Tuesday, January 19, 2010

Mingo Sanders Picture Found!


The following picture of Mingo Sanders was found on page 160 of the book The Brownsville Raid by John D. Weaver. Unfortunately, the book does not give any information about where the photo came from, or when it was taken.

Taking a look at the Fort Snelling photo (1883) of Company B, 25th Infantry, the person who most closely resembles Sanders, in my opinion, is shown to the left. In both photos the man's complexion looks very dark and in both the skin appears tightly drawn across his face. Guessing that Sanders in the baseball picture is in his late forties dates that photo somewhere around the 1900s. The entire Fort Snelling photo can be see in the blog entry "Is There a Picture of Mingo Sanders?" The cropped Bicycle Corps photo in the same entry is too grainy to make much of a comparison.

The man on the magazine cover almost certainly is Mingo Sanders. The picture, drawn by W.A. Rogers, appeared on the cover of Harper's Weekly on January 12, 1907. The cartoon portrays a dejected soldier from the 25th Infantry who has been dishonorably discharged by President Theodore Roosevelt following the Brownsville Affair. Sanders gained national attention when he, along with 166 other soldiers of the 25th, was booted from the Army. This was President Roosevelt's solution when it could not be determined who shot up the town of Brownsville, Texas one August night in 1906. Racist townspeople blamed the soldiers at nearby Fort Brown. Sanders was the star witnesses for the defense because of his impeccable twenty-six years of service. His name was on the front page of many national papers while a Senate investigation was held.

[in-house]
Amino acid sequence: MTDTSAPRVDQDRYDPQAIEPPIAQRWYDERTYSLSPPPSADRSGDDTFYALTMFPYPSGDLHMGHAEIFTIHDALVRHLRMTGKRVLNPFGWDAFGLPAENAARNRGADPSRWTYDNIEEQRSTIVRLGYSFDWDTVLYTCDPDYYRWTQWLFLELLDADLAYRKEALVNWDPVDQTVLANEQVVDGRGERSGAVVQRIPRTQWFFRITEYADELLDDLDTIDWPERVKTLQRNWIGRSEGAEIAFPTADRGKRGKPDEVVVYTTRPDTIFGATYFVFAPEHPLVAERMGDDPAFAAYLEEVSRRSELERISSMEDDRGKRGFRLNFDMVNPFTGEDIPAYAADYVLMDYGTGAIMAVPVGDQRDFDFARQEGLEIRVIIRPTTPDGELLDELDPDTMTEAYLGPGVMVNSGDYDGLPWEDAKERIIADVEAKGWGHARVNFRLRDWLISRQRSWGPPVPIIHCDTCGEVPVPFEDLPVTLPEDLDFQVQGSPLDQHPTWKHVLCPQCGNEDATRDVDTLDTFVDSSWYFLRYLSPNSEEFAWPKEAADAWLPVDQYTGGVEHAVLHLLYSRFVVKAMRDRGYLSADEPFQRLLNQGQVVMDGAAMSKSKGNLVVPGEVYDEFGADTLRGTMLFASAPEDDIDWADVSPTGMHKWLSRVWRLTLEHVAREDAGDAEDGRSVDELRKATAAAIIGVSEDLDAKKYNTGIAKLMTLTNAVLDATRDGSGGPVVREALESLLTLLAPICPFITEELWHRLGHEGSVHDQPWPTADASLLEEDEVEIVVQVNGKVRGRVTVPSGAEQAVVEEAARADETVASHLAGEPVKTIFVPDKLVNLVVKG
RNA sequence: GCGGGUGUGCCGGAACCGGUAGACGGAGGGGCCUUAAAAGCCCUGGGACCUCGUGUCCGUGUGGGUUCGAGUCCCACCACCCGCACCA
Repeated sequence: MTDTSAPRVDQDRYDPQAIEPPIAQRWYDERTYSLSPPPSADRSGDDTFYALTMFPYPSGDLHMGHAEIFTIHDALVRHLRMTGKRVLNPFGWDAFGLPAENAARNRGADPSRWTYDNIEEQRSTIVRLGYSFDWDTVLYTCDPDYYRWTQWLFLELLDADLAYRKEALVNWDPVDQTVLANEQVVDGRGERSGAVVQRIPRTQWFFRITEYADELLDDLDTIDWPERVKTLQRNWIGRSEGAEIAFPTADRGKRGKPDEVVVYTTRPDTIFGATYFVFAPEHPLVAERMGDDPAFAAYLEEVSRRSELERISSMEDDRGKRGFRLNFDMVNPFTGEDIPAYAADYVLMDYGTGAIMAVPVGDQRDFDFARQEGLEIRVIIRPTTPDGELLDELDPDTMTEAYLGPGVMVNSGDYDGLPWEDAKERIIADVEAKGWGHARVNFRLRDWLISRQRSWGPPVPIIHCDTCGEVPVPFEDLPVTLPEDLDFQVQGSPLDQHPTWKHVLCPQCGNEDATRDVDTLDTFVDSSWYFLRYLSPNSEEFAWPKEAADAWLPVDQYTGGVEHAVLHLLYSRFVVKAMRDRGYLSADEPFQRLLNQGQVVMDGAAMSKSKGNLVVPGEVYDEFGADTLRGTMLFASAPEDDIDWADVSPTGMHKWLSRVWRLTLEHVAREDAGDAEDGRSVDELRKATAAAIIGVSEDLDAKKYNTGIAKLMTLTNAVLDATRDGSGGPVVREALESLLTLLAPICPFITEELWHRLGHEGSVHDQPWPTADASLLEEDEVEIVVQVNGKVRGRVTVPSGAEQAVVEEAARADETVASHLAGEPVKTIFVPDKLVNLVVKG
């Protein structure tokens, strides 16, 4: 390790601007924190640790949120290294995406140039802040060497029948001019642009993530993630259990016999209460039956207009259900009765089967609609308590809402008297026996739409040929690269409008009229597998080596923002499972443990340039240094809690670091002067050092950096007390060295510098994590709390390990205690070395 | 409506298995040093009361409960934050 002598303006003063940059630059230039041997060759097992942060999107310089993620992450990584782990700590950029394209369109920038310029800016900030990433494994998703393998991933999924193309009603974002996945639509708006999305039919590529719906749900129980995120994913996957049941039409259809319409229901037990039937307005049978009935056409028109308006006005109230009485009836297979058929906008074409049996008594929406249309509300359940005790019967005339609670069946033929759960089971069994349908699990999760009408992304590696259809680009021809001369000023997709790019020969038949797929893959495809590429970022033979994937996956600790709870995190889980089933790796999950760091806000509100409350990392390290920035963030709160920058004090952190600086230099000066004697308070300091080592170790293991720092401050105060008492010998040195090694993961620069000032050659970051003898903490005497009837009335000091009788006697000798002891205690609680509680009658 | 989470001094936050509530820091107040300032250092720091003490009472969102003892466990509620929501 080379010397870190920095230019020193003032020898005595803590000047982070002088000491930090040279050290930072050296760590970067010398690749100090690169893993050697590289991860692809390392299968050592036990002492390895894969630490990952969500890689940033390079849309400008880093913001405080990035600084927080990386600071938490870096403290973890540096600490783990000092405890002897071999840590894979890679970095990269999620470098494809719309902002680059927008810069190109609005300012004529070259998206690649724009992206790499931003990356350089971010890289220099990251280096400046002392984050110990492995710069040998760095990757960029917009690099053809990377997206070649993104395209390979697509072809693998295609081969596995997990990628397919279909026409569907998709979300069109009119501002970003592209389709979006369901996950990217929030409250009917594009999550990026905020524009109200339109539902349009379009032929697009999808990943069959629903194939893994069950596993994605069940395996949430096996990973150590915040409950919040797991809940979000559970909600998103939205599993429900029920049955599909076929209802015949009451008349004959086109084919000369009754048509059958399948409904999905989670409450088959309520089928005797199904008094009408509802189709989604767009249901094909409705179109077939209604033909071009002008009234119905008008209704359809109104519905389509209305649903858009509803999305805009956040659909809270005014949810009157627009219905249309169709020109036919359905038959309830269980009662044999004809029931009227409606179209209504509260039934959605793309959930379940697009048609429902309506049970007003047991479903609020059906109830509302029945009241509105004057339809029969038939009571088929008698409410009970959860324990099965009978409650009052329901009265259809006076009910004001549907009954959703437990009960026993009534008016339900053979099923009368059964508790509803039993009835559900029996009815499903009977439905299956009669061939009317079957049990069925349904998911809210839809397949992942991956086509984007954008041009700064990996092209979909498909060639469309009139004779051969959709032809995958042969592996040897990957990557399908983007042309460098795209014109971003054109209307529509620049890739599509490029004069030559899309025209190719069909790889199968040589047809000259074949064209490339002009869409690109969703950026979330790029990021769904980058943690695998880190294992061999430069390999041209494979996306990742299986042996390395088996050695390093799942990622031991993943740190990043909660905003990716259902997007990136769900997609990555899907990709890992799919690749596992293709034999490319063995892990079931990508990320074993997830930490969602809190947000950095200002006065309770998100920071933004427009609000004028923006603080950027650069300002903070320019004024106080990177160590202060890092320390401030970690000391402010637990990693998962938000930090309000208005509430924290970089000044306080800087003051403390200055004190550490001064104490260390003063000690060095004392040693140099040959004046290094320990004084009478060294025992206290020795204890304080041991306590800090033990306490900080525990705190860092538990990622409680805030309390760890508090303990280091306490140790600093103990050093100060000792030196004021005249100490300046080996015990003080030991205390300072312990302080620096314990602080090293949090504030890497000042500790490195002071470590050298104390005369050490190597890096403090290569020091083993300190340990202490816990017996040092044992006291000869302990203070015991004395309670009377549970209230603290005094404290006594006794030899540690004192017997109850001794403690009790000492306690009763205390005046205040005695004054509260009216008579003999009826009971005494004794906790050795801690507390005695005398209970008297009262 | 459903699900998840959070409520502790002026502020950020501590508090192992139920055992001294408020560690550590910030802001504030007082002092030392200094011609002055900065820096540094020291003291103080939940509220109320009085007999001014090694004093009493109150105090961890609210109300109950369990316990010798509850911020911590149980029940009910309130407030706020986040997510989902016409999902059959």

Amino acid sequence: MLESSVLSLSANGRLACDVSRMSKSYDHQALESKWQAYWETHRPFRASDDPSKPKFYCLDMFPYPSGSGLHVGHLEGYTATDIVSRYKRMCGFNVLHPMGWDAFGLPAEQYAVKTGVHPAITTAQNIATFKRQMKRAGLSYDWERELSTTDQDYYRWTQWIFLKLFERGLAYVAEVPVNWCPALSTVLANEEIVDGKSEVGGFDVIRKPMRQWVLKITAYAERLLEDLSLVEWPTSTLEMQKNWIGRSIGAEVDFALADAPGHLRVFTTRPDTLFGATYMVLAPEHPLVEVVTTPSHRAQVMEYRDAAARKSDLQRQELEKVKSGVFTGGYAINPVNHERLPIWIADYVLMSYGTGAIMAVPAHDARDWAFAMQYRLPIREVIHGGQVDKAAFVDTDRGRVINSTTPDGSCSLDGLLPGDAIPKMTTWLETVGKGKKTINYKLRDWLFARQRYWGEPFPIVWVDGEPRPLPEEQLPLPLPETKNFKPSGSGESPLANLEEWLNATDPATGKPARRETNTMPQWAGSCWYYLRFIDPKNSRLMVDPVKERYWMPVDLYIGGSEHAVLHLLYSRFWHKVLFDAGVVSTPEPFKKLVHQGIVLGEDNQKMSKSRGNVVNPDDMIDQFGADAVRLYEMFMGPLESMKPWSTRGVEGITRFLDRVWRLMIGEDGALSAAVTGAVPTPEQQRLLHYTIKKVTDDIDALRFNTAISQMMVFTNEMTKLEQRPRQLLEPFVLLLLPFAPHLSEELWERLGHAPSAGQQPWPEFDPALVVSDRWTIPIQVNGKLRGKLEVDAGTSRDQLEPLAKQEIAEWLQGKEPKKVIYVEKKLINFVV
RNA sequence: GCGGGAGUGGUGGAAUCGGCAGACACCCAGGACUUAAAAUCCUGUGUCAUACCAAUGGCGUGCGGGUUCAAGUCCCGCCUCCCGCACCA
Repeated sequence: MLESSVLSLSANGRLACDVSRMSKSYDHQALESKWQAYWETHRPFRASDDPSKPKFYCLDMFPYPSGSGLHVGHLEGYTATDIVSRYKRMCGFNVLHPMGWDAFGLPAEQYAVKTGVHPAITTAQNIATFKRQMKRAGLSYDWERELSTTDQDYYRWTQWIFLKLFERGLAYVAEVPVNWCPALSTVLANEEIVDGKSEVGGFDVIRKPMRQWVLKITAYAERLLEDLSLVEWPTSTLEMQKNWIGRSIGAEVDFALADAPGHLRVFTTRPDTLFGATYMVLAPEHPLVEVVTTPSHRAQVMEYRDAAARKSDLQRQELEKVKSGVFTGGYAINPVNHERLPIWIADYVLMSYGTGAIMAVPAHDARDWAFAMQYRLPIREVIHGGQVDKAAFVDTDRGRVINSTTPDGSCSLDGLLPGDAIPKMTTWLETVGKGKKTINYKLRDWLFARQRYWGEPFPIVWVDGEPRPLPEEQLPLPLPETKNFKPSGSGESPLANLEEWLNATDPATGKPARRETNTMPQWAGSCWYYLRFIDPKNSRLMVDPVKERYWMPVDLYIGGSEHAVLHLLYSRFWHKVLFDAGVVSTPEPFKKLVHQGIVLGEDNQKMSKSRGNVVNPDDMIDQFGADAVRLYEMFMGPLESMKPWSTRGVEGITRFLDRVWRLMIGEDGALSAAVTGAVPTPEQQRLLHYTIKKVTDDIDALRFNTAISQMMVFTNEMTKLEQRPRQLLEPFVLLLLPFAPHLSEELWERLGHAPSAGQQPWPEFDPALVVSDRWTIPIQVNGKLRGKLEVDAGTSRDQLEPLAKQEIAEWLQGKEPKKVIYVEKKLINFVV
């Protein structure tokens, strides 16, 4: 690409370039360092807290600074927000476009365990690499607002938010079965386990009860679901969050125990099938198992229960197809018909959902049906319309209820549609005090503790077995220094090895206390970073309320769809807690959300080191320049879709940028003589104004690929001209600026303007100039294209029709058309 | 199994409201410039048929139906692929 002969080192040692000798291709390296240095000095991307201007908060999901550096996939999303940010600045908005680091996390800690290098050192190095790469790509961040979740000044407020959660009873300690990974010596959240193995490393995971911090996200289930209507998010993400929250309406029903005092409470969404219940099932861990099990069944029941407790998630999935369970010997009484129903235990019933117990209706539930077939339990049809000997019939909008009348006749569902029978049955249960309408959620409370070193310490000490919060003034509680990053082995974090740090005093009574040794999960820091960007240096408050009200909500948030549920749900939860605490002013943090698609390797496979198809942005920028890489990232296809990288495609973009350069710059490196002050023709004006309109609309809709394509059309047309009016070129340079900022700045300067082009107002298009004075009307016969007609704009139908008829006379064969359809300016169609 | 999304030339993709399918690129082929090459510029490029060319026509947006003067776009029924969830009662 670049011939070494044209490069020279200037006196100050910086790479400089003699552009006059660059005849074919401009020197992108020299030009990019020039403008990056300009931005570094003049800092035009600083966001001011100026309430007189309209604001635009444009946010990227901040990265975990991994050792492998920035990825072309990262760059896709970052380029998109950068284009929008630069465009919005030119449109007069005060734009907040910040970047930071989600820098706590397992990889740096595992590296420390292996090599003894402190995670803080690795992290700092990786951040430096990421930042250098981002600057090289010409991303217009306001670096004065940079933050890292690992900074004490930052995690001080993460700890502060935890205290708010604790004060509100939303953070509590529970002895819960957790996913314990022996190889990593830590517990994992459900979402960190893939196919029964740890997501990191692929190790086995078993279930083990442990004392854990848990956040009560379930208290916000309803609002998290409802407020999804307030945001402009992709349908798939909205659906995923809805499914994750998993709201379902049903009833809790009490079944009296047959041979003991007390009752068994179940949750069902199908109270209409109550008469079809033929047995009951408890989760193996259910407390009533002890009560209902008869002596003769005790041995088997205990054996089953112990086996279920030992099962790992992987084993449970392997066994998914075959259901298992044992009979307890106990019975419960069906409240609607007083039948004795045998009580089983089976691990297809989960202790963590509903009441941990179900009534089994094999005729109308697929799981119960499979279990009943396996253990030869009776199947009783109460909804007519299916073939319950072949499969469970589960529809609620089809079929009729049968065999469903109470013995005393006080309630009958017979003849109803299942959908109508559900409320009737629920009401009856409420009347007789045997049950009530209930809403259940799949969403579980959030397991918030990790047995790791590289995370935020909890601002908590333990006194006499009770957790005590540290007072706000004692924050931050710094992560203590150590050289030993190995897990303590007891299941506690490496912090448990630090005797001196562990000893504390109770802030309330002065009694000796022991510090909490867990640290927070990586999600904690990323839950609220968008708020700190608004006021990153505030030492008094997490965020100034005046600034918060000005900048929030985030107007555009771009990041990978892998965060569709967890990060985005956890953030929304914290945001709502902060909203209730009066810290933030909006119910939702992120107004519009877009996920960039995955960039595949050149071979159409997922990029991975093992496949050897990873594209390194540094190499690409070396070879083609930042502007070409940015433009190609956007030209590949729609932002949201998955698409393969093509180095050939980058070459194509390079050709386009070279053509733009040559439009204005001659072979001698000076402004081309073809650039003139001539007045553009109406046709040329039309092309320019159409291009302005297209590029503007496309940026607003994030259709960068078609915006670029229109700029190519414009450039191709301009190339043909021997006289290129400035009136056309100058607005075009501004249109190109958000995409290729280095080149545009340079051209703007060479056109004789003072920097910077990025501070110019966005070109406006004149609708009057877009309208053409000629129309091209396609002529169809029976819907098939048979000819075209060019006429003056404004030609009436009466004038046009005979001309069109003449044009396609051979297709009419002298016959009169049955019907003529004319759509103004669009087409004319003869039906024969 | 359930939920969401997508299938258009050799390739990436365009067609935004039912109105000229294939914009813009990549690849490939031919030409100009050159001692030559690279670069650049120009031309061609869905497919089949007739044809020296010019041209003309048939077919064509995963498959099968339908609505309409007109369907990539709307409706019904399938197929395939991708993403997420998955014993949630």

Click here for more about Sanders.


The picture to the left shows an old soldier with nearly thirty years service. His medals tell us he is "One of the best", "faithful", "brave" and "honest"--all words that were used to describe Sanders.

Sunday, January 10, 2010

Another New Picture Found

I just found another picture of the Bicycle Corps that I've never seen. This appears to be from the Yellowstone trip of 1896. It comes from an article Moss wrote for the February 1897 edition of Outing magazine.